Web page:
Remember two weeks ago when we shared the tour of this kitchen and laundry room? And everyone LOVED it (including us). WELL, that house is back, and today we’re sharing the rest of it.
If you missed the last post, you should 100% go check it out, but here’s the quick recap – Allison and Benjamin bought this cute home back in 2018. Over the course of a year they freshened the whole place up without ripping out any flooring or tearing down a single wall. And yet, through the magic of paint, wallpaper, new hardware, beautiful vintage pieces, and hard work, they managed to give new life to their home. I think what we all collectively love so much about this home is the fact that Allison and Benjamin worked with what the house already had, versus starting over. I feel like there’s this standard in the design world that when a house is bought the new owners are expected to have all these plans for how they want to change the property they’ve just purchased. But, not only is that not financially viable for every home buyer, it’s not always necessary. Some homes are great as is, and just need some tender love and care to really shine.
Allison was once again kind enough to chat we me, interview style, about her home transformation. And just like last time, I’ll be in italics (mostly for the cool factor, but also to make it clear who’s “speaking”). Let’s get into it…
I’ll start by saying that your home already some very cute features, and good bones (like the parquet style floor in the entry). But, even with those moments considered, you didn’t change much in terms of structure in the home. Could you elaborate on why you kept so much of the homes original architecture? Was that a stylistic decision to keep as much of the original character of the home intact, or a budgetary decision?
Old, dark wood paneling on the walls or ceilings making a room feel too heavy? A fresh coat of white paint will brighten the space, while still keeping the character and texture of the paneling.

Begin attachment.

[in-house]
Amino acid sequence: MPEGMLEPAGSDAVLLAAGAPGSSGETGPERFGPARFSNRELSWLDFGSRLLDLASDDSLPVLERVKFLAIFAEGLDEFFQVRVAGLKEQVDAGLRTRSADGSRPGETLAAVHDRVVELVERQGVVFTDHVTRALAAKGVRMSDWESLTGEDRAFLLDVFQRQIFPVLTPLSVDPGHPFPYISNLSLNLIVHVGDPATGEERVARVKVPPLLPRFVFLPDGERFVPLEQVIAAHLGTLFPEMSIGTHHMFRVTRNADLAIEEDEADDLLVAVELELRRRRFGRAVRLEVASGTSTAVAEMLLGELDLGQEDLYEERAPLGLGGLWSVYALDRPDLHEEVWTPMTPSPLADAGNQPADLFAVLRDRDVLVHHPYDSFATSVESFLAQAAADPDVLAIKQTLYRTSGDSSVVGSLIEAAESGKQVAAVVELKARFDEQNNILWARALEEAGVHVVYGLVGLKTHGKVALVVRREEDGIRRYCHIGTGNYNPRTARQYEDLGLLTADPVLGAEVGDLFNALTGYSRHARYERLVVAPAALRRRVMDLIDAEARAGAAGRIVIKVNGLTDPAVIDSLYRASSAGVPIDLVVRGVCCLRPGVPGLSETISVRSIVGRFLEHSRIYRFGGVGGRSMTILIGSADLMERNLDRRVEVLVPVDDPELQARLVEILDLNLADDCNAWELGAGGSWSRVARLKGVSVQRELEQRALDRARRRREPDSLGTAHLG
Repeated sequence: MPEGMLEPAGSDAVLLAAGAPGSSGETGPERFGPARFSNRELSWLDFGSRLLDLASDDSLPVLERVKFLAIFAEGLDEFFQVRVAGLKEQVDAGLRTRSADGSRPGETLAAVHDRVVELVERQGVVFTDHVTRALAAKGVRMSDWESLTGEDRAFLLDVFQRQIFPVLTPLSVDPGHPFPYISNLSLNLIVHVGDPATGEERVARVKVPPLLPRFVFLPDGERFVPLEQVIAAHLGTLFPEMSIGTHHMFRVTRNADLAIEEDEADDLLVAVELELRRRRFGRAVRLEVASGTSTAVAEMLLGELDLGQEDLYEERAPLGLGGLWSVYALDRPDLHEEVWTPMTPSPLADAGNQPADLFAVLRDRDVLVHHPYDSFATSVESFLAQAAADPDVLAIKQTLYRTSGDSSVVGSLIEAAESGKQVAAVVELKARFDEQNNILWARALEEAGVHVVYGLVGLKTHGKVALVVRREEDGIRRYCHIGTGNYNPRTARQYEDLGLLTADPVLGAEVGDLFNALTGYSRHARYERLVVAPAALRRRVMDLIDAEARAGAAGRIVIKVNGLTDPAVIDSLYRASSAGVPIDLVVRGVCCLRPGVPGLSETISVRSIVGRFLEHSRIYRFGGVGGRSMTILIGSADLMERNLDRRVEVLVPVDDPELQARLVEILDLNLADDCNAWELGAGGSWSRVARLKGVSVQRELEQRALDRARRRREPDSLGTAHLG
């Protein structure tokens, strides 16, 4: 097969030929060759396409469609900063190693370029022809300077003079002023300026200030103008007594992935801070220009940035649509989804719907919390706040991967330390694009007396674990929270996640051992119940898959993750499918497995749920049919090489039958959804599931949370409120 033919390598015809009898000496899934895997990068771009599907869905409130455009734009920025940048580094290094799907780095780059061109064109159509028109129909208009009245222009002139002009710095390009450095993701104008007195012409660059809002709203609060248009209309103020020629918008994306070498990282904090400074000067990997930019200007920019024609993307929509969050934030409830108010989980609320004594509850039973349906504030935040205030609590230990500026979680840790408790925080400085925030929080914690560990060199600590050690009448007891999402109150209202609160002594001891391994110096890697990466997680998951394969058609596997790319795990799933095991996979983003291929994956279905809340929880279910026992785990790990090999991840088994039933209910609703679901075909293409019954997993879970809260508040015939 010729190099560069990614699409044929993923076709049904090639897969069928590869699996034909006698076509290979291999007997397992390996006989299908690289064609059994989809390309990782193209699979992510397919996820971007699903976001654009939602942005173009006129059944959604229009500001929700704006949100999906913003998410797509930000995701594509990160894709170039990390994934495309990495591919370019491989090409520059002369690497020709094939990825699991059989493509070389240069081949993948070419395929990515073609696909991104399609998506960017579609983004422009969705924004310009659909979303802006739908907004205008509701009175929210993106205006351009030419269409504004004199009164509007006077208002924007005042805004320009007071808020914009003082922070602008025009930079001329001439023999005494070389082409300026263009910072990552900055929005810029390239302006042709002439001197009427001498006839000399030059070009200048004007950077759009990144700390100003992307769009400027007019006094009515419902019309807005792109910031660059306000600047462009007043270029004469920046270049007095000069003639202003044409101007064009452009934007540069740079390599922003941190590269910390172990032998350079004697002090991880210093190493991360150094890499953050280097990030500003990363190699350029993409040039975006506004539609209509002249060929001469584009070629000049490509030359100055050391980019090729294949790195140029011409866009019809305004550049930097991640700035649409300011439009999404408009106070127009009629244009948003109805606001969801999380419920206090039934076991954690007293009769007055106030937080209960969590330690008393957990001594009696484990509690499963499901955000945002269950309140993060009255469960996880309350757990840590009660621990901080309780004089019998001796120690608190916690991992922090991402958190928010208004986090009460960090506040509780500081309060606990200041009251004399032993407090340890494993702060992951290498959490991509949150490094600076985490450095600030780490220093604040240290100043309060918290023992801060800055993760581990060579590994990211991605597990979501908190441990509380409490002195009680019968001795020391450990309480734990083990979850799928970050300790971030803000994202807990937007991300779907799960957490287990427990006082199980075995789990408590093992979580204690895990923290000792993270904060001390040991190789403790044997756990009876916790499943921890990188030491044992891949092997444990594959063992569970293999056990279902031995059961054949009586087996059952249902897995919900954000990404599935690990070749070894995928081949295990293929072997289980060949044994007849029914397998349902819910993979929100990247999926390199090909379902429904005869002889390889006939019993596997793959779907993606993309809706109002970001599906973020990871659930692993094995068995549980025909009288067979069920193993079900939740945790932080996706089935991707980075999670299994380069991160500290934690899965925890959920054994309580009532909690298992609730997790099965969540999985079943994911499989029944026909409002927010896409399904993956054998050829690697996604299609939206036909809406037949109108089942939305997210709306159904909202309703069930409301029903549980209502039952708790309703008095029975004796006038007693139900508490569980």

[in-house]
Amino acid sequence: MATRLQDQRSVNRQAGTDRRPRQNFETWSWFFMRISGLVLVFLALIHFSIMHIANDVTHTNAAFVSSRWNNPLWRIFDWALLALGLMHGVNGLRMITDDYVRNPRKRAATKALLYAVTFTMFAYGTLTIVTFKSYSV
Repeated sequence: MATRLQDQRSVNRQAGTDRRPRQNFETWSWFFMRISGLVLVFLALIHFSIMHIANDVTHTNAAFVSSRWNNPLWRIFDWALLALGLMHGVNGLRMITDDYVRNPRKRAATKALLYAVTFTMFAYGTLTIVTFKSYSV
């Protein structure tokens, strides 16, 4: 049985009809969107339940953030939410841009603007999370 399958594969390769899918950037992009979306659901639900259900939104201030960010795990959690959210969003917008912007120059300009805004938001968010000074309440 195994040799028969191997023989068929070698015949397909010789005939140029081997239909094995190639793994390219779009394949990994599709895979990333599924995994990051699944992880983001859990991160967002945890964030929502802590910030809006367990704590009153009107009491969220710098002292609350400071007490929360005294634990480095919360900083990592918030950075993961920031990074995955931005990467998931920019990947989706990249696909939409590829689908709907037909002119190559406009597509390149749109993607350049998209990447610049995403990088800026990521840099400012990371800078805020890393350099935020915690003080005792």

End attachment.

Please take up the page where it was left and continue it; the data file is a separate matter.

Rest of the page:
It was a bit of both! The house has so many lovely features that are original to the house that I wouldn’t have changed if you had paid me, like the scalloped vent over the stove in our kitchen that I am OBSESSED with. I had initially wanted to renovate the bathrooms. But to do them the way I really wanted to was decidedly out of our budget.
Let’s jump right into those next then, because they are two of my favorite moments in the house. Both bathrooms are really extraordinary – any story to deciding the stylistic direction behind either of them?
I think the biggest challenge in the home was figuring out how to give the original tile in the bathrooms new life
When we first moved in I looked into renovating both the master and guest bathroom, but realized it was not in the budget (and wouldn’t be for a while). I had wanted to open up the master bedroom to the master bathroom, which you have to enter via the hall, to make it en suite. But to do it how I wanted it would have been well over $50k. So I thought, “how can I make these beautiful, feel more functional, and bring new life to the original tiles?”
This is what the master bathroom looks like now (above). I almost put up chinoiserie wallpaper, which would have been gorgeous, but there is no exhaust fan in there so it would have been a mess (wallpaper and moisture don’t mix – but if you get a good fan you can do it). My sister suggested painting the walls blue to compliment the blue tile. It was a bold decision, but I experimented with it, and ended up using Farrow and Ball Inchyra Blue. I absolutely love it.
We think that keeping things tonal (with a moody element) was the way to go with that lighter blue tile. Now it looks sophisticated and modern but still looks like it belongs in her wonderfully vintage home.